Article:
When importing food of animal origin from a non-EU-country into the EU, the goods must be inspected at the EU border. Products shall originate from an EU-approved country and establishment.
Most of the products of non-animal origin imported to Sweden from countries outside the EU do not require border control. But there are some exceptions as you will find when reading the information on the links below.
The labelling requirements for online, distance-selling and selling in a store are largely the same, according to Regulation (EU) No 1169/2011. But there are some additional rules for online sales. The Swedish Food Agency has compiled guidance on e-commerce on the website Kontrollwiki. This guidance is only available in Swedish.
The name ‘food supplement’ may be used for products that comply with the Directive 2002/46/EC and the Regulations LIVSFS 2003:9.
Food supplements must not be readily confused with medicines or food for special medical purposes.
Sometimes, it is difficult to determine whether a product should be classified as a drug or food. The Swedish Medical Products Agency is responsible for the classification. More information about classification of drugs can be found on their website. One important rule is that food supplements are not intended to prevent, treat or cure human disease. If such a claim is made on the package of a product or in marketing, the product is likely to be classified as a drug.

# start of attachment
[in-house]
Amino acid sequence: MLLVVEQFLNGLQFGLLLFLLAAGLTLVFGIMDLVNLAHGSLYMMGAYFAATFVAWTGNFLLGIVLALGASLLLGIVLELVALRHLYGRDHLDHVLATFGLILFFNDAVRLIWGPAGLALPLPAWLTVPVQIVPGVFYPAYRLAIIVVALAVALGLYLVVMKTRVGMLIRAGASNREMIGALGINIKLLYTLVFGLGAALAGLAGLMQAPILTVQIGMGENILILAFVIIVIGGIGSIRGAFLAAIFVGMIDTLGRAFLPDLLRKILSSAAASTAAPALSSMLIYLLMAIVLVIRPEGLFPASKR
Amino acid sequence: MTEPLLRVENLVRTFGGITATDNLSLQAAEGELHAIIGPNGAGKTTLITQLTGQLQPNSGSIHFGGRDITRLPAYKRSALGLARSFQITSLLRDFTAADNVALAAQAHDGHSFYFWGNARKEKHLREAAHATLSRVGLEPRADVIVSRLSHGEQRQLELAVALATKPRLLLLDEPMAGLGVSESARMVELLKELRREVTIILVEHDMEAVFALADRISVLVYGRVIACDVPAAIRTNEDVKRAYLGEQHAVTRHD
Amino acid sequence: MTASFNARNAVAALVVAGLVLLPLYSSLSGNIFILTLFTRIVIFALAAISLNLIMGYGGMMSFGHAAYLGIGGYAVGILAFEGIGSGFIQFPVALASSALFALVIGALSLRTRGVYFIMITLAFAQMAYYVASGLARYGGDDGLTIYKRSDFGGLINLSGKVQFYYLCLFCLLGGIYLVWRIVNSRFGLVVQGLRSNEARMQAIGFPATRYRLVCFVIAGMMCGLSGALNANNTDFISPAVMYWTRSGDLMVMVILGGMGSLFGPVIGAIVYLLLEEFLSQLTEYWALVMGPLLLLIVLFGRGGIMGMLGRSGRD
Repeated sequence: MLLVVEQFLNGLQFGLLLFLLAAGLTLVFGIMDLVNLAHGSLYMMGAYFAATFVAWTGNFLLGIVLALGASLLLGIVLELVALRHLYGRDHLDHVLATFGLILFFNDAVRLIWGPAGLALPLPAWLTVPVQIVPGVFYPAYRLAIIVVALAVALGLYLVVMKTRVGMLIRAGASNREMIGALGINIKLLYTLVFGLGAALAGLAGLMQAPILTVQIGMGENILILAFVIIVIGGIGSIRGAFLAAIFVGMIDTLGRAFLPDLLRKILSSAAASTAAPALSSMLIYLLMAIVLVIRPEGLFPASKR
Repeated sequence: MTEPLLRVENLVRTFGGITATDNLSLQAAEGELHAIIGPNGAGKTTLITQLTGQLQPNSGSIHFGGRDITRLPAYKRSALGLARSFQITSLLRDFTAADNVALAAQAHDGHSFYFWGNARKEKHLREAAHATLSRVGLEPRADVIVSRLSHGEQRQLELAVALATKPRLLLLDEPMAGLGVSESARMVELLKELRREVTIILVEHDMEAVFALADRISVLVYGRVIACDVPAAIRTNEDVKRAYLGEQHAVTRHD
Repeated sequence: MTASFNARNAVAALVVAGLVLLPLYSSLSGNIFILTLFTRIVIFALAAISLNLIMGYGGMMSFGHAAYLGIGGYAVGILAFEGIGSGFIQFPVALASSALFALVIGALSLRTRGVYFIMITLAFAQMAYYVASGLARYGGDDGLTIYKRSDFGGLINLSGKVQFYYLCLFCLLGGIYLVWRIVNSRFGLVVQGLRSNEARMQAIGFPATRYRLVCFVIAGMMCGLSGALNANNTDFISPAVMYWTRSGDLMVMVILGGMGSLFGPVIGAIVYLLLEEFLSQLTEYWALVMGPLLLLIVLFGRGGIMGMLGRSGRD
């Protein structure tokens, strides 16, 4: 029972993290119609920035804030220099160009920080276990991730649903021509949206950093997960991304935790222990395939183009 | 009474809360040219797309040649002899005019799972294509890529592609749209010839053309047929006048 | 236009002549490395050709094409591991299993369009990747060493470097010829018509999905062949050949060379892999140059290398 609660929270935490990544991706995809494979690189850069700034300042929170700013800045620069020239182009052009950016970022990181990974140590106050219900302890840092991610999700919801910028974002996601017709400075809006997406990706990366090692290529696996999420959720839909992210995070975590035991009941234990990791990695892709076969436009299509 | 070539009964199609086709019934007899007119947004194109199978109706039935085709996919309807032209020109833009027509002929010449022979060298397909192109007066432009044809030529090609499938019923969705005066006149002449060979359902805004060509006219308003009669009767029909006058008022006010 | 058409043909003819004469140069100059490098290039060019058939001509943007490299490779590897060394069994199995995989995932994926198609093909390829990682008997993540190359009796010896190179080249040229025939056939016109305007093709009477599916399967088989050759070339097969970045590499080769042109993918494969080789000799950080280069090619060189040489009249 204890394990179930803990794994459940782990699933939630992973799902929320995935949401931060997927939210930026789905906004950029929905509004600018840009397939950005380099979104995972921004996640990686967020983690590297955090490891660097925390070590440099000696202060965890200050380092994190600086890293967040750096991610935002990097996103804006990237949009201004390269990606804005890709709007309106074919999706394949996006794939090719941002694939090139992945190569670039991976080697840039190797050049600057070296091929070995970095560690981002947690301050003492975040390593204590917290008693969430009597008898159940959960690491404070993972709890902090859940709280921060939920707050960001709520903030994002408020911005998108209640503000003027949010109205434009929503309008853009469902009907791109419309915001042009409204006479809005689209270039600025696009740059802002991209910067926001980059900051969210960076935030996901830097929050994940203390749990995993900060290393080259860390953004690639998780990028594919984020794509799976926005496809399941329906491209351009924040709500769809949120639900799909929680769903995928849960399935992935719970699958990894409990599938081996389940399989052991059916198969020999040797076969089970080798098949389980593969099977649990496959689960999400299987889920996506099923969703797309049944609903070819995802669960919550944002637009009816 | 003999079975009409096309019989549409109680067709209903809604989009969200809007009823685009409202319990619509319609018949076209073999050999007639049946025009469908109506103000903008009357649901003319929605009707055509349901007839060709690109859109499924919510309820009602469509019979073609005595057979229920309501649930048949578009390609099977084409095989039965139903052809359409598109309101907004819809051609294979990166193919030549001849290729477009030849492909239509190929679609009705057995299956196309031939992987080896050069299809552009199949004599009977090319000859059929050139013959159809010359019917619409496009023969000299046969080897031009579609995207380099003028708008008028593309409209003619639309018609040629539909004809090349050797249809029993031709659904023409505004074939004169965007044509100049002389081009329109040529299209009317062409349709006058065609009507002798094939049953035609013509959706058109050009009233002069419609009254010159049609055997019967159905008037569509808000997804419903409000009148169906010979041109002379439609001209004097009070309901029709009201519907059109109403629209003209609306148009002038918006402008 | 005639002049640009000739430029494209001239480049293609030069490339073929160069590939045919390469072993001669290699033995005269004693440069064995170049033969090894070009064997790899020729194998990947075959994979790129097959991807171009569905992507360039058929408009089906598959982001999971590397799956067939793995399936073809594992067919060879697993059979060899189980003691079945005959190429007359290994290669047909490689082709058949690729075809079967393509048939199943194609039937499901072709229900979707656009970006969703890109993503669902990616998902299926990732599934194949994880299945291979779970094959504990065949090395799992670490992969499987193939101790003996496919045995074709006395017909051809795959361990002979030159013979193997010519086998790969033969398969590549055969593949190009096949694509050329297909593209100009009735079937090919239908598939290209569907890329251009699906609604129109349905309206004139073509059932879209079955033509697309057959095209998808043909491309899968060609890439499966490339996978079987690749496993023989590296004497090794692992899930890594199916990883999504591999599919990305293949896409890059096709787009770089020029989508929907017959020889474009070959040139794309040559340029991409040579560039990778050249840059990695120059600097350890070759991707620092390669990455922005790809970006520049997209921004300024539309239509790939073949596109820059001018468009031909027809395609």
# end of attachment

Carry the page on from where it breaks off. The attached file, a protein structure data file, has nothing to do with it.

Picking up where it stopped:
Products containing cannabidiol (CBD) are in some cases medicinal products. The Swedish Medical Products Agency has decided to ban the marketing of a number of products containing CBD on the basis of pharmaceutical legislation. These products were previously sold as food supplements, which is not allowed.
In cases where the products are not considered to be drugs, the extracts of Cannabis sativa L containing cannabinoids are considered novel foods, because no history of consumption has been demonstrated. This applies to both the extracts themselves and any products to which they are added as an ingredient, as provided in the EU Novel Food Catalogue.
Food for special medical purposes
Foodstuffs within this category are products used for the dietary management of various “diseases, disorders or medical conditions”. These foods are intended for the exclusive or partial feeding of people whose nutritional requirements cannot be met by normal foods.